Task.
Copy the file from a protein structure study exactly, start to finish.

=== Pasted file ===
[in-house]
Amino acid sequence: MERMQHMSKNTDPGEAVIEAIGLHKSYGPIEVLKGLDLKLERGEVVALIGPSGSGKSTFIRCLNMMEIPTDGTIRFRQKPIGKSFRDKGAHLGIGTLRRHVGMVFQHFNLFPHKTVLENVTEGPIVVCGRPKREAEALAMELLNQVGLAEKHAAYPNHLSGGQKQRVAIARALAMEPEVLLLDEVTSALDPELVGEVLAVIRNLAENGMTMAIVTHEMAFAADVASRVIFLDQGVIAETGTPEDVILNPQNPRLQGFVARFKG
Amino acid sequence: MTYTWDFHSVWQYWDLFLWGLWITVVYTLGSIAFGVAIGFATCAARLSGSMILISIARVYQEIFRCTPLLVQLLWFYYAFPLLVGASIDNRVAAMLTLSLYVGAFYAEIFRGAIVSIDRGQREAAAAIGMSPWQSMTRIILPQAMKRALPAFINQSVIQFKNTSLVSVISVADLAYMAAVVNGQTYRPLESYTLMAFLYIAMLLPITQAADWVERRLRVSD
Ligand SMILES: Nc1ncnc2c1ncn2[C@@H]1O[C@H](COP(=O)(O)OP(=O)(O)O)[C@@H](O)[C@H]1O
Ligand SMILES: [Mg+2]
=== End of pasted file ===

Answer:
[in-house]
Amino acid sequence: MERMQHMSKNTDPGEAVIEAIGLHKSYGPIEVLKGLDLKLERGEVVALIGPSGSGKSTFIRCLNMMEIPTDGTIRFRQKPIGKSFRDKGAHLGIGTLRRHVGMVFQHFNLFPHKTVLENVTEGPIVVCGRPKREAEALAMELLNQVGLAEKHAAYPNHLSGGQKQRVAIARALAMEPEVLLLDEVTSALDPELVGEVLAVIRNLAENGMTMAIVTHEMAFAADVASRVIFLDQGVIAETGTPEDVILNPQNPRLQGFVARFKG
Amino acid sequence: MTYTWDFHSVWQYWDLFLWGLWITVVYTLGSIAFGVAIGFATCAARLSGSMILISIARVYQEIFRCTPLLVQLLWFYYAFPLLVGASIDNRVAAMLTLSLYVGAFYAEIFRGAIVSIDRGQREAAAAIGMSPWQSMTRIILPQAMKRALPAFINQSVIQFKNTSLVSVISVADLAYMAAVVNGQTYRPLESYTLMAFLYIAMLLPITQAADWVERRLRVSD
Ligand SMILES: Nc1ncnc2c1ncn2[C@@H]1O[C@H](COP(=O)(O)OP(=O)(O)O)[C@@H](O)[C@H]1O
Ligand SMILES: [Mg+2]